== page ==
8. Anonymous Coward
    Anonymous Coward

    So when can I have my Infinite Improbability Drive Hover Board?

    1. FartingHippo

      If you just want a hover board, then a boring old finite improbability drive would do. But why would you want a hover board when you can use it to break the ice at parties by making all the molecules in the hostess's undergarments leap simultaneously one foot to the left?

      1. Anonymous Coward
        Anonymous Coward


        Well, hostesses have on average got wider since DNA was present in earthly manifestation. One foot to the left could cause serious internal injuries, so we wouldn't want that to happen.

        On the other hand, possession of a working hoverboard would probably mean that you could strew your path with discarded womens' undergarments, if that's what turns you on.

        Posting this tripe because I can't comment intelligently on the article, except to note that this really does seem to be a solution in search of a suitable problem. This makes DNA references rather appropriate.

  9. All names Taken

    Don't worry?

    it might unsettle the quanta?

  10. ramsey66

    It seems everybody here has a hard time understanding about the "noise" in the experiment. "noise" (heat, magnetism) in a quantum machine generally destroys quantum processing (not good), the more noise the less quantum is the machine. The less noise the more quantum it is, and this is how they observed the behavior of the Dwave machine. This means it is consistent in behaving quantumly.

    1. Ken Hagan Gold badge

      Doesn't really help me, I'm afraid. The phrase "more quantumly" rather goes against the grain of quantumness in my book. Either something is quantised or it is continuous, surely?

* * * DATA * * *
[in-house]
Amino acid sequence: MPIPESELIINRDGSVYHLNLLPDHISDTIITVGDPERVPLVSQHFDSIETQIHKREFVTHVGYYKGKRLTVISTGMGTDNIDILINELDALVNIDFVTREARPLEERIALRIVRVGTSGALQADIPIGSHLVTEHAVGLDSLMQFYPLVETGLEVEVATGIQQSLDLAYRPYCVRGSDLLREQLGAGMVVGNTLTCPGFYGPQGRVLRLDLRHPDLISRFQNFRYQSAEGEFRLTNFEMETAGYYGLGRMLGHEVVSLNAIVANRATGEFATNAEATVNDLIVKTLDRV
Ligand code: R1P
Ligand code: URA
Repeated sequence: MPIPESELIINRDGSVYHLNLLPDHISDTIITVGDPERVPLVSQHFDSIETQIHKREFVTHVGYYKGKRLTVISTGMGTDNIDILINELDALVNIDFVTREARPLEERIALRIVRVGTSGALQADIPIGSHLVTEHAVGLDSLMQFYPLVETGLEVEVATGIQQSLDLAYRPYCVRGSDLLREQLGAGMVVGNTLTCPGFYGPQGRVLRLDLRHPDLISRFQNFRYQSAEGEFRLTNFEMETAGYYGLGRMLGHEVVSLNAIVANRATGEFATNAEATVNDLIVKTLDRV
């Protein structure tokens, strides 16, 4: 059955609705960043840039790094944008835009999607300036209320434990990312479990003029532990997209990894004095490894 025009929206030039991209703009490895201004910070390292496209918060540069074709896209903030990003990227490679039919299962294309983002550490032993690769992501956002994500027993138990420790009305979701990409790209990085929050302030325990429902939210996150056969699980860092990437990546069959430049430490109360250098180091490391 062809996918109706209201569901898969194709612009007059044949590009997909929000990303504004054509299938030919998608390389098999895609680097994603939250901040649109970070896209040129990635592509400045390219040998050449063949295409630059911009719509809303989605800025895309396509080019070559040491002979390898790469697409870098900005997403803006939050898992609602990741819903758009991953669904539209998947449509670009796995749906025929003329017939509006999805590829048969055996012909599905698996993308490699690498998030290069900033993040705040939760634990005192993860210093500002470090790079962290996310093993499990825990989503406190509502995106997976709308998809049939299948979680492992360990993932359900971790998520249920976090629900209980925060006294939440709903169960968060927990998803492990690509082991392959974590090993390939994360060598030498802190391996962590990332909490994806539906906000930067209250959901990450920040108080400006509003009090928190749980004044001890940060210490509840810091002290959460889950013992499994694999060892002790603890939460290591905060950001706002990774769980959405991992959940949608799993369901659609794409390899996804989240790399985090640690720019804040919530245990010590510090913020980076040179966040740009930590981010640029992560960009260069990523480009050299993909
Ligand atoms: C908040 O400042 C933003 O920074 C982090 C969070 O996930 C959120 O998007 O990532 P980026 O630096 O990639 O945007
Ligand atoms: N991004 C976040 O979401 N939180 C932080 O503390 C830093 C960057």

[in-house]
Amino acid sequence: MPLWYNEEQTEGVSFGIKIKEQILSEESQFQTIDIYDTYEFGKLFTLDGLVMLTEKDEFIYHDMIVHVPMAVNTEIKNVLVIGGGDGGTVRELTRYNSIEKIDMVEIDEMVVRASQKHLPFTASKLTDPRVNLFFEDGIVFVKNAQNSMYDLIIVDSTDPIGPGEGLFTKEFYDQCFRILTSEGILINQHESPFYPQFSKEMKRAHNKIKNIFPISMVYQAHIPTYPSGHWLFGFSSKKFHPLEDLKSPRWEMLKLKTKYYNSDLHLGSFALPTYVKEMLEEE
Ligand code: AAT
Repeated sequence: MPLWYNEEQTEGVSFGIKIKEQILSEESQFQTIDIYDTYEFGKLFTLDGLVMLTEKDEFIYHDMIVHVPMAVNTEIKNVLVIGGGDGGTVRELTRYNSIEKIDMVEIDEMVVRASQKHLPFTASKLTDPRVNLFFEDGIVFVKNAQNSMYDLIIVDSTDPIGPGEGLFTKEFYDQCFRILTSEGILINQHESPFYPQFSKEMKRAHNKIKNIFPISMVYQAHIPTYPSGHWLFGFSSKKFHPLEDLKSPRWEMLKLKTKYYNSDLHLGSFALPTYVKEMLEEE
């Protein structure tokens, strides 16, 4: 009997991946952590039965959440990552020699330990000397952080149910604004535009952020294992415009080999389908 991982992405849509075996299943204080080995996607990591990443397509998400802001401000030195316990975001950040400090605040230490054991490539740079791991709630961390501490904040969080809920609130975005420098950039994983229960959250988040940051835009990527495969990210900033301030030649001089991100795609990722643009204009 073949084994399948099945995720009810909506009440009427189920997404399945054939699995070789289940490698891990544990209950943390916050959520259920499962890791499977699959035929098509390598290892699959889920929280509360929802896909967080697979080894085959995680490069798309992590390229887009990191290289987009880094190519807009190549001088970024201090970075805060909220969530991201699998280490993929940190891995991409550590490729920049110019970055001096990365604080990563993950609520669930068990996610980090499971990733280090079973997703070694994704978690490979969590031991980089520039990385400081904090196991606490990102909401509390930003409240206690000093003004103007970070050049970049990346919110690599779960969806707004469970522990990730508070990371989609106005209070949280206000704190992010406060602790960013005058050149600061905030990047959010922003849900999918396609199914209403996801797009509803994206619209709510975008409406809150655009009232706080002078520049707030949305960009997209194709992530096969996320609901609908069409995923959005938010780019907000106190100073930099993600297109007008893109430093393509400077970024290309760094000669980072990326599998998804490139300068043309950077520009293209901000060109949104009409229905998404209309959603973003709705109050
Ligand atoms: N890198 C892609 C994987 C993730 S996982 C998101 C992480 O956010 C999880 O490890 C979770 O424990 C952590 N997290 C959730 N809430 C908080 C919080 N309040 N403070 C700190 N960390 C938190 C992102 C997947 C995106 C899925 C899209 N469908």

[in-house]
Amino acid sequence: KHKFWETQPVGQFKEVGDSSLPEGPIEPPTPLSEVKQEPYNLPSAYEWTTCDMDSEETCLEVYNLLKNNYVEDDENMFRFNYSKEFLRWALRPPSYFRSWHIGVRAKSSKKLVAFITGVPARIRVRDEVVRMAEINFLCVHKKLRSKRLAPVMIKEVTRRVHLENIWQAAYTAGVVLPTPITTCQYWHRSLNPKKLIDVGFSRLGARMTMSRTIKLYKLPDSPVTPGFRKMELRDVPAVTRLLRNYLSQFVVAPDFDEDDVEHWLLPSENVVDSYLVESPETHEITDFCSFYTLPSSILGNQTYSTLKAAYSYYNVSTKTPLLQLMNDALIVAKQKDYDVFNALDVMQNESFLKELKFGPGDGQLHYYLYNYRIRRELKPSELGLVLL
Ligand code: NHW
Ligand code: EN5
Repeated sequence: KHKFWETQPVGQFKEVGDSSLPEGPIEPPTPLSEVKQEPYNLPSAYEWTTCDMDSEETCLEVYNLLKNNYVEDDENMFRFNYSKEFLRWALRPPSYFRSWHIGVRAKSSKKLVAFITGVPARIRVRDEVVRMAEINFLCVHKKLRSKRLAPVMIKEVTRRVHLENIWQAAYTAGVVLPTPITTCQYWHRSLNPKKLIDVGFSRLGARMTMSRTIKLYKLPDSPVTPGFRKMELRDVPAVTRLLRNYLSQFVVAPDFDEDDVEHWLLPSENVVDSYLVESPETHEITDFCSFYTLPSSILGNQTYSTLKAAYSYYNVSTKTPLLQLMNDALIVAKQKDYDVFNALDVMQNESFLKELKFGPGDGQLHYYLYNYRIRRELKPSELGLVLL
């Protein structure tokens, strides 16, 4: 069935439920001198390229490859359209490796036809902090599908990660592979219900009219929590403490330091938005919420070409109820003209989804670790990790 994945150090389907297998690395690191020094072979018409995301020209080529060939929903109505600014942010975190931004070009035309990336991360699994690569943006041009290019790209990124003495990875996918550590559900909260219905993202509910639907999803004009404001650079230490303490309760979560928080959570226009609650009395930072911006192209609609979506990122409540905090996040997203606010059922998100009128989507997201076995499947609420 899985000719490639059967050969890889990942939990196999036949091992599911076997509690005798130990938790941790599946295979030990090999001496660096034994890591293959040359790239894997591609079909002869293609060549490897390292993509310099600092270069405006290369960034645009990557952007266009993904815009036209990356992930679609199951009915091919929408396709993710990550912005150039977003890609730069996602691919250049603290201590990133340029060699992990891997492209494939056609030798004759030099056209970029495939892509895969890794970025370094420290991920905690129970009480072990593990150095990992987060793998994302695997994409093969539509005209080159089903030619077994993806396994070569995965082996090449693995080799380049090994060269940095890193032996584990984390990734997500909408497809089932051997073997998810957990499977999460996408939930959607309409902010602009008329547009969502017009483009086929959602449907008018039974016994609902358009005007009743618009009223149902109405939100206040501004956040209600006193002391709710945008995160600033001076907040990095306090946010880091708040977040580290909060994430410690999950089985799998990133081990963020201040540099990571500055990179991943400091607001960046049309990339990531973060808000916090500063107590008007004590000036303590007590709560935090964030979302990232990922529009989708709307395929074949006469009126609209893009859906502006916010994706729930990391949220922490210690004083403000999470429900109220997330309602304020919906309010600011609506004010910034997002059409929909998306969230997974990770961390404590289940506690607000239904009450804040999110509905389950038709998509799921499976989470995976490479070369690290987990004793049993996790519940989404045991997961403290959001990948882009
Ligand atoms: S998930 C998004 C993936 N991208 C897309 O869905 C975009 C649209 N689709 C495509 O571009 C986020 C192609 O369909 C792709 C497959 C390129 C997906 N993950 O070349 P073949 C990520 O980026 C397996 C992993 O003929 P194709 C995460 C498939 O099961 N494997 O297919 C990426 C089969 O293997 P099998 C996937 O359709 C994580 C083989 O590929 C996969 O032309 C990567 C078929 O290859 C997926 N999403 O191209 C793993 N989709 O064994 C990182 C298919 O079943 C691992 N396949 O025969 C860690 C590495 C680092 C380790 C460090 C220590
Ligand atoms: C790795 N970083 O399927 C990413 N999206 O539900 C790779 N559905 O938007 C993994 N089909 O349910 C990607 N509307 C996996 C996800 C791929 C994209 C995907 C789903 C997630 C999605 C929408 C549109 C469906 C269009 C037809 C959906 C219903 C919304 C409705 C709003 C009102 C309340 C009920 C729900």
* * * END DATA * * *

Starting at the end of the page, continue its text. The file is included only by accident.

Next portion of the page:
1. ramsey66

        I used the term "quantumly" because based on the experiment, the Dwave machine may not fully utilize the quantum effects of the qubits depending on noise. Therefore it can be more quantum or less quantum. For example, it will entangle more or less qubits depending on the noise. The Dwave machine can still give you answers even when it's not fully entangled, you will just get better or worse answers. There's almost no right or wrong answers here.

        You are probably thinking of the gate model quantum computing where if the entanglement is not perfect you will get a wrong answer. Dwave is based on Adiabatic Quantum Computing (AQC).

  11. Michael H.F. Wilkinson Silver badge

    Maybe it's only quantum

    if you don't observe it consciously

    I'll get me coat, the one with "What is life?" by Erwin Schrödinger in the pocket please

  12. All names Taken

    The trouble is ...

    ... that if we know where it may be going we cannot tell how fast it may be going and if we know how fast it may be going we can't tell where the hell it is going.

    Where is the Styx when it is needed?

  13. agricola

    I'm going with the odds...

    Wishful thinking.